1. The HFCS versus sugar debate. The controversy surrounding high-fructose corn syrup (HFCS) exploded just as quickly as Charlie Sheen turned his coveted acting career into a crazed train wreck. However, this debate forces consumers to become serious about actually reading labels and making hard-nosed decisions about the foods they bring into their homes for their families to eat. It also allows bakers and snack manufacturers to go against the norm and maintain the essence and foundation of their portfolios.
2. What is old is new again. Part of being innovative isn’t necessarily creating something new from scratch, but rather enhancing a tried-and-true success. That’s why many bakers reinvigorated white bread, a type that was shunned because it didn’t offer as many grains or fiber as its wheat bread counterpart. But companies such as Flowers Foods and Sara Lee Co. enhanced white bread’s nutritional value to include higher fiber content, more nutrients and other better-for-you ingredients.
3. Be thankful, not wasteful. Several packaging suppliers are making it so that consumers can do their part in saving the earth. It’s not every day that I can recycle the clear plastic packaging that houses beef jerky, or that my bag of chips is made of compostable materials. It’s also refreshing to see food makers doing their part. Earth will thank you later.
4. Bold looks, bold tastes. 2011 brought out the spiciness in food makers. Whether it was a zesty flavor, bold texture or just good old-fashioned innovation, grocery store shelves displayed sharp packaging, vivid colors and graphics and a host of varieties designed to make any plain Jane consumer ooh and aah.
5. That’s what food friends are for. Between tornadoes, hurricanes and massive flooding, the food industry struggled to maintain business as usual while competing against the violent acts of Mother Nature. However, several companies stepped up to the plate to ship out samples to the hungry and homeless, build homes for Habitat for Humanity or donate a portion of the proceeds to various non-profit organizations.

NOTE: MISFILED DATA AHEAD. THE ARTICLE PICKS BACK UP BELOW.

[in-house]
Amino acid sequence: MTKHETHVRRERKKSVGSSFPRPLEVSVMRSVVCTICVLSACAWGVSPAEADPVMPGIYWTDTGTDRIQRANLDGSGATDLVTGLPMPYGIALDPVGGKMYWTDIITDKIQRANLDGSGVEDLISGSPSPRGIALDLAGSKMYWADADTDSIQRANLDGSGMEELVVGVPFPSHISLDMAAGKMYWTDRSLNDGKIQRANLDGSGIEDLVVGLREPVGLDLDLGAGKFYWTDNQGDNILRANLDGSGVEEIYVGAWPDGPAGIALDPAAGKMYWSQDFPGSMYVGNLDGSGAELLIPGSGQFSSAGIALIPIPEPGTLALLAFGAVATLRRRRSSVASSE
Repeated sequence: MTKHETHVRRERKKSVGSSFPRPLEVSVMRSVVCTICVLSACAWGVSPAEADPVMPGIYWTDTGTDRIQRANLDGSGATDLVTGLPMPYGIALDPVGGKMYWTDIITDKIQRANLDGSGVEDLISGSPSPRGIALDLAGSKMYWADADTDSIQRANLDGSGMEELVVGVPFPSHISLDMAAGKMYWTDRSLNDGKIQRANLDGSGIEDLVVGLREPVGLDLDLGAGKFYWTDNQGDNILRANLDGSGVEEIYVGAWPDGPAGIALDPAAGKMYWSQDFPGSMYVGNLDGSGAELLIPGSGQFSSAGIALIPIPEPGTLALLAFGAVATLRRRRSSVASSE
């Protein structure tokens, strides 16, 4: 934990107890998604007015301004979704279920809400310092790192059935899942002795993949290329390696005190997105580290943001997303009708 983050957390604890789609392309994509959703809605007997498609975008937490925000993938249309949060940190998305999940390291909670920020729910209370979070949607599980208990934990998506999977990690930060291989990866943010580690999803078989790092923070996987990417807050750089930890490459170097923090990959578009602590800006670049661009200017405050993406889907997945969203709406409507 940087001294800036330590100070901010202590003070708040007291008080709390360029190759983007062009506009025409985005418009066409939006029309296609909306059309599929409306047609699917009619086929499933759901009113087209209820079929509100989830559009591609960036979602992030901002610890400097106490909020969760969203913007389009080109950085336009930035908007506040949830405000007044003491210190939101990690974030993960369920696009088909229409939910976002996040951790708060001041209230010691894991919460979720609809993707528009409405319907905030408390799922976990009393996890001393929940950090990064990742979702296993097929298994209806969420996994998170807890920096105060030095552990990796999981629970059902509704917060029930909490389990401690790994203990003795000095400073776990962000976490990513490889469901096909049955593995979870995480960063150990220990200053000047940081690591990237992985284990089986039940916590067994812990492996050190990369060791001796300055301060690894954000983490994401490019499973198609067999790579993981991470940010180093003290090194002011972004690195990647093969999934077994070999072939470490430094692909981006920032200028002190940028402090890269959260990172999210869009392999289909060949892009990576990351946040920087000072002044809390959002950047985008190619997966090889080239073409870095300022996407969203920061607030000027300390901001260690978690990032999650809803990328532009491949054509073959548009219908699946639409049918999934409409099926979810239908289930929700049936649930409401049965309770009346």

6. Food safety. It takes time, money and resources to bring a facility up to par in accordance with government standards, but thankfully, several bakers and snack manufacturers failed to bend the rules. In fact, some companies went above and beyond the rudimentary guidelines to achieve superior certifications, awards and ratings.
7. Tradeshows. While walking and/or exhibiting at a tradeshow can be exhausting, grueling and let’s face it, hard on the feet, it’s also the best (and sometimes only) way to really connect with bakers and snack producers. Many times, I’ve returned from a tradeshow with bags of press kits, contacts and leads, most of which resulted in future interview opportunities. Essentially, tradeshows are the most successful way to facilitate that B2B connection.
8. Little Debbie Swiss rolls. Who can forget my obsession with Little Debbie Swiss rolls? If you type in “Little Debbie” in the search box of www.snackandbakery.com, you’ll find my ongoing commentary on this luscious treat. But what I’m most thankful for is the fact that the folks at McKee Foods, the Collegedale, Tenn.-based producer of Little Debbie products, hasn’t muddled with the formula, which means I’m not forced to find an alternative.
9. Power of social media. In putting together this Top 10 list, I did what I sometimes tend to do, and that’s reach out to my 500 Facebook friends for a bit of assistance. I surveyed them to find out what they’re most thankful for when it comes to snacks and baked goods. Answers included donuts, Nutty bars, pies, Oreo’s, cheesecake, Danish and yes, even stretchy waistbands.
10. Freedom. What separates our country from the rest of the world is our freedom-freedom of speech, freedom of the press and best of all, freedom to eat what we want, when we want. Thank you to the men and women behind the lines who fight so that we can maintain these and other freedoms.